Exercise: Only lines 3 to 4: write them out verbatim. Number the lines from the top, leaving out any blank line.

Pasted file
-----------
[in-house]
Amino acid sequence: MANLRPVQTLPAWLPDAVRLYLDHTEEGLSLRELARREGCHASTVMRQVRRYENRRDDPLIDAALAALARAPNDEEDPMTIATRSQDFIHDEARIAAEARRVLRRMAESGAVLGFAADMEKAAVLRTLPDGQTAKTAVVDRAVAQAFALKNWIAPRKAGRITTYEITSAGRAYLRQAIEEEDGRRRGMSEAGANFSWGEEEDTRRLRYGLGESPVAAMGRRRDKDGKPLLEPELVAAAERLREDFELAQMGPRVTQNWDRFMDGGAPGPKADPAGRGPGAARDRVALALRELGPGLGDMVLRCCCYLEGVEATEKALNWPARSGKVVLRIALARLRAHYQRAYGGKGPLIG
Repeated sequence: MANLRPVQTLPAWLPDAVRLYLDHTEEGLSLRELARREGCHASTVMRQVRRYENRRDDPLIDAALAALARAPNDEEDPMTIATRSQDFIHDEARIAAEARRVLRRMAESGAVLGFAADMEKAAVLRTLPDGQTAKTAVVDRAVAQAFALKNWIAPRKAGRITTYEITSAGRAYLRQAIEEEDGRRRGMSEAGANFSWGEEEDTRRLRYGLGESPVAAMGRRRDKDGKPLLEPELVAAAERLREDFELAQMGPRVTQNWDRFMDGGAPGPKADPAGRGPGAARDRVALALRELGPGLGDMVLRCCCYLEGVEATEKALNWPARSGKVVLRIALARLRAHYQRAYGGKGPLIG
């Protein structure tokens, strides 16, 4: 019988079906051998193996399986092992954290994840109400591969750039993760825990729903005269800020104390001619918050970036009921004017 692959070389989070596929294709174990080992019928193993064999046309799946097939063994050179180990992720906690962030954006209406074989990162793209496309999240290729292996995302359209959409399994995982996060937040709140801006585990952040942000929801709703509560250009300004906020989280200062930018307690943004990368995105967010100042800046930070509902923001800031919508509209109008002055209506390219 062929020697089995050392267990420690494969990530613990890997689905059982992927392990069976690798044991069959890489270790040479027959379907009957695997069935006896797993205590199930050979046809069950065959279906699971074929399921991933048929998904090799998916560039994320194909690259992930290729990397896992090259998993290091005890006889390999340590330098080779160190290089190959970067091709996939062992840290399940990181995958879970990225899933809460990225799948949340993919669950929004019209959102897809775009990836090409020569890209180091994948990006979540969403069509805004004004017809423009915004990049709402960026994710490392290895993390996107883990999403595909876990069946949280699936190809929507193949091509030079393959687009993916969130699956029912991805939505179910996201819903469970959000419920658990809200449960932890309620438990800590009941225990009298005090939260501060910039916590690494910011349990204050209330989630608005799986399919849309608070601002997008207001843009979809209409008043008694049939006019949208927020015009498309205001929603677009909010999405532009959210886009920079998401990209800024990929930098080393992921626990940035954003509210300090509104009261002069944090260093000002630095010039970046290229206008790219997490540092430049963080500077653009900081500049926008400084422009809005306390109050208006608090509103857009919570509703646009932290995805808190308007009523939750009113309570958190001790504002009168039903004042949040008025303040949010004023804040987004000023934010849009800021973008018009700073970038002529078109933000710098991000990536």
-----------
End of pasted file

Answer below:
Repeated sequence: MANLRPVQTLPAWLPDAVRLYLDHTEEGLSLRELARREGCHASTVMRQVRRYENRRDDPLIDAALAALARAPNDEEDPMTIATRSQDFIHDEARIAAEARRVLRRMAESGAVLGFAADMEKAAVLRTLPDGQTAKTAVVDRAVAQAFALKNWIAPRKAGRITTYEITSAGRAYLRQAIEEEDGRRRGMSEAGANFSWGEEEDTRRLRYGLGESPVAAMGRRRDKDGKPLLEPELVAAAERLREDFELAQMGPRVTQNWDRFMDGGAPGPKADPAGRGPGAARDRVALALRELGPGLGDMVLRCCCYLEGVEATEKALNWPARSGKVVLRIALARLRAHYQRAYGGKGPLIG
């Protein structure tokens, strides 16, 4: 019988079906051998193996399986092992954290994840109400591969750039993760825990729903005269800020104390001619918050970036009921004017 692959070389989070596929294709174990080992019928193993064999046309799946097939063994050179180990992720906690962030954006209406074989990162793209496309999240290729292996995302359209959409399994995982996060937040709140801006585990952040942000929801709703509560250009300004906020989280200062930018307690943004990368995105967010100042800046930070509902923001800031919508509209109008002055209506390219 062929020697089995050392267990420690494969990530613990890997689905059982992927392990069976690798044991069959890489270790040479027959379907009957695997069935006896797993205590199930050979046809069950065959279906699971074929399921991933048929998904090799998916560039994320194909690259992930290729990397896992090259998993290091005890006889390999340590330098080779160190290089190959970067091709996939062992840290399940990181995958879970990225899933809460990225799948949340993919669950929004019209959102897809775009990836090409020569890209180091994948990006979540969403069509805004004004017809423009915004990049709402960026994710490392290895993390996107883990999403595909876990069946949280699936190809929507193949091509030079393959687009993916969130699956029912991805939505179910996201819903469970959000419920658990809200449960932890309620438990800590009941225990009298005090939260501060910039916590690494910011349990204050209330989630608005799986399919849309608070601002997008207001843009979809209409008043008694049939006019949208927020015009498309205001929603677009909010999405532009959210886009920079998401990209800024990929930098080393992921626990940035954003509210300090509104009261002069944090260093000002630095010039970046290229206008790219997490540092430049963080500077653009900081500049926008400084422009809005306390109050208006608090509103857009919570509703646009932290995805808190308007009523939750009113309570958190001790504002009168039903004042949040008025303040949010004023804040987004000023934010849009800021973008018009700073970038002529078109933000710098991000990536």